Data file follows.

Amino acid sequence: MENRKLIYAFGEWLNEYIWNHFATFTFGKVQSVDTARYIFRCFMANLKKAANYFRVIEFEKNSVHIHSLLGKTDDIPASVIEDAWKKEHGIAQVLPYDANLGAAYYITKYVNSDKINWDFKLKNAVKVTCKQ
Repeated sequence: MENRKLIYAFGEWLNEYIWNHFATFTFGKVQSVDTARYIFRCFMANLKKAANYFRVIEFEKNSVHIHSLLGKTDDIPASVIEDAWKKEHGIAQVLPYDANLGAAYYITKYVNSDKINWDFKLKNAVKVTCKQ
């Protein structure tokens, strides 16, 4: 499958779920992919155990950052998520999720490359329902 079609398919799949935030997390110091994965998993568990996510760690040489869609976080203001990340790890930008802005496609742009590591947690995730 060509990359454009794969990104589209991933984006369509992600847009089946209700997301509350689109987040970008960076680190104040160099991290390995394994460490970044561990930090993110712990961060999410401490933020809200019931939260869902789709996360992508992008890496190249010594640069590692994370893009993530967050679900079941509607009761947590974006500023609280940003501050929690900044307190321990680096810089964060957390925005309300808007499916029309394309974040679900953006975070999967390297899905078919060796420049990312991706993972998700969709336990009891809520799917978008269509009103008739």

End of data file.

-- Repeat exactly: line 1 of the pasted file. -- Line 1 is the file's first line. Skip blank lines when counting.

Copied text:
Amino acid sequence: MENRKLIYAFGEWLNEYIWNHFATFTFGKVQSVDTARYIFRCFMANLKKAANYFRVIEFEKNSVHIHSLLGKTDDIPASVIEDAWKKEHGIAQVLPYDANLGAAYYITKYVNSDKINWDFKLKNAVKVTCKQ